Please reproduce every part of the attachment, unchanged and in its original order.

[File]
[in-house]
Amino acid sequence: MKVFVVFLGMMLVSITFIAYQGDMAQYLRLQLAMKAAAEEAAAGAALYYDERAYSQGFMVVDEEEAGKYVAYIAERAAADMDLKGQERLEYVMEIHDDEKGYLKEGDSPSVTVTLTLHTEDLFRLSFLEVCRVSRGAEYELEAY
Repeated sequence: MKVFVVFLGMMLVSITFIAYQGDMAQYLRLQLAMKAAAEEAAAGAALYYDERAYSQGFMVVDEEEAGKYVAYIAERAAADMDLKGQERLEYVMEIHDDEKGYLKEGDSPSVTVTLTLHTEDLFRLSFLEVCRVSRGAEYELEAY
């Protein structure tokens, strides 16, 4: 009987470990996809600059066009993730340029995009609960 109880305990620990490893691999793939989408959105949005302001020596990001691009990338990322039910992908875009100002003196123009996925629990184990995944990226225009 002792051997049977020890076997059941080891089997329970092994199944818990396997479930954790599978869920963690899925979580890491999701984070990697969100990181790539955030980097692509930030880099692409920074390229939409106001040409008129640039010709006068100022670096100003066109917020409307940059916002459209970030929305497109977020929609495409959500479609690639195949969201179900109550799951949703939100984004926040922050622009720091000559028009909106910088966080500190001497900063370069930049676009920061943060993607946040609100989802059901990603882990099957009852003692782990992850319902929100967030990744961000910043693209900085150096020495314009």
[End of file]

[in-house]
Amino acid sequence: MKVFVVFLGMMLVSITFIAYQGDMAQYLRLQLAMKAAAEEAAAGAALYYDERAYSQGFMVVDEEEAGKYVAYIAERAAADMDLKGQERLEYVMEIHDDEKGYLKEGDSPSVTVTLTLHTEDLFRLSFLEVCRVSRGAEYELEAY
Repeated sequence: MKVFVVFLGMMLVSITFIAYQGDMAQYLRLQLAMKAAAEEAAAGAALYYDERAYSQGFMVVDEEEAGKYVAYIAERAAADMDLKGQERLEYVMEIHDDEKGYLKEGDSPSVTVTLTLHTEDLFRLSFLEVCRVSRGAEYELEAY
């Protein structure tokens, strides 16, 4: 009987470990996809600059066009993730340029995009609960 109880305990620990490893691999793939989408959105949005302001020596990001691009990338990322039910992908875009100002003196123009996925629990184990995944990226225009 002792051997049977020890076997059941080891089997329970092994199944818990396997479930954790599978869920963690899925979580890491999701984070990697969100990181790539955030980097692509930030880099692409920074390229939409106001040409008129640039010709006068100022670096100003066109917020409307940059916002459209970030929305497109977020929609495409959500479609690639195949969201179900109550799951949703939100984004926040922050622009720091000559028009909106910088966080500190001497900063370069930049676009920061943060993607946040609100989802059901990603882990099957009852003692782990992850319902929100967030990744961000910043693209900085150096020495314009």